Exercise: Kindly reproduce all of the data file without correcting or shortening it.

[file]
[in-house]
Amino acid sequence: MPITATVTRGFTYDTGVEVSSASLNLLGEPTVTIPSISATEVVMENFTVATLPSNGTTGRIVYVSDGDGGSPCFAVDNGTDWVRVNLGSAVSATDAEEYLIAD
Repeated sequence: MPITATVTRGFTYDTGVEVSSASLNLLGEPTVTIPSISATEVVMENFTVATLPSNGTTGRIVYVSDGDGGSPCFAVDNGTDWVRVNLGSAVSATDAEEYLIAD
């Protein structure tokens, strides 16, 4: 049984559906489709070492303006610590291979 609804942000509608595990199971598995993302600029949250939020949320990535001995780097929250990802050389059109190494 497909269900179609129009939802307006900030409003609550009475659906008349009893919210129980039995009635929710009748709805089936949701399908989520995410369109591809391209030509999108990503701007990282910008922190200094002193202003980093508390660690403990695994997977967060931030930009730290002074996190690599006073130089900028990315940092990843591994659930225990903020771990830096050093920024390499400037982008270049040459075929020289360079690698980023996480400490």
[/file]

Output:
[in-house]
Amino acid sequence: MPITATVTRGFTYDTGVEVSSASLNLLGEPTVTIPSISATEVVMENFTVATLPSNGTTGRIVYVSDGDGGSPCFAVDNGTDWVRVNLGSAVSATDAEEYLIAD
Repeated sequence: MPITATVTRGFTYDTGVEVSSASLNLLGEPTVTIPSISATEVVMENFTVATLPSNGTTGRIVYVSDGDGGSPCFAVDNGTDWVRVNLGSAVSATDAEEYLIAD
């Protein structure tokens, strides 16, 4: 049984559906489709070492303006610590291979 609804942000509608595990199971598995993302600029949250939020949320990535001995780097929250990802050389059109190494 497909269900179609129009939802307006900030409003609550009475659906008349009893919210129980039995009635929710009748709805089936949701399908989520995410369109591809391209030509999108990503701007990282910008922190200094002193202003980093508390660690403990695994997977967060931030930009730290002074996190690599006073130089900028990315940092990843591994659930225990903020771990830096050093920024390499400037982008270049040459075929020289360079690698980023996480400490």